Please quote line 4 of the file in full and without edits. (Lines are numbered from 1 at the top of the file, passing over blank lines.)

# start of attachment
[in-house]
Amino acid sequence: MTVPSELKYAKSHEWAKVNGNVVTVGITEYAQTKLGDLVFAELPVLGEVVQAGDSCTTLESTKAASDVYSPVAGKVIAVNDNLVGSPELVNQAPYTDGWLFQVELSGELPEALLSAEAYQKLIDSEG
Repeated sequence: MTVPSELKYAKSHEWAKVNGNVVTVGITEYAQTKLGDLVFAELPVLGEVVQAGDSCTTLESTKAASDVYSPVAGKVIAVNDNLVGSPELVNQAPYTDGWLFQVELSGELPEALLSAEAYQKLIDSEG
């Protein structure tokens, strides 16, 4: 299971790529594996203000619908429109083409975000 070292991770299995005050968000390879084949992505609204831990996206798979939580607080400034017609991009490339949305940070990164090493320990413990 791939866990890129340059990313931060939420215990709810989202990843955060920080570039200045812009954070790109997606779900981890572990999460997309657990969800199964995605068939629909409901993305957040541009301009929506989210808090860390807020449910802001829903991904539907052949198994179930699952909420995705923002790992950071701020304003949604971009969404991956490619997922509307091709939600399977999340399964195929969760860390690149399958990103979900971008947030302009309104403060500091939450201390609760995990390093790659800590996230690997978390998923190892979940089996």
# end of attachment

């Protein structure tokens, strides 16, 4: 299971790529594996203000619908429109083409975000 070292991770299995005050968000390879084949992505609204831990996206798979939580607080400034017609991009490339949305940070990164090493320990413990 791939866990890129340059990313931060939420215990709810989202990843955060920080570039200045812009954070790109997606779900981890572990999460997309657990969800199964995605068939629909409901993305957040541009301009929506989210808090860390807020449910802001829903991904539907052949198994179930699952909420995705923002790992950071701020304003949604971009969404991956490619997922509307091709939600399977999340399964195929969760860390690149399958990103979900971008947030302009309104403060500091939450201390609760995990390093790659800590996230690997978390998923190892979940089996």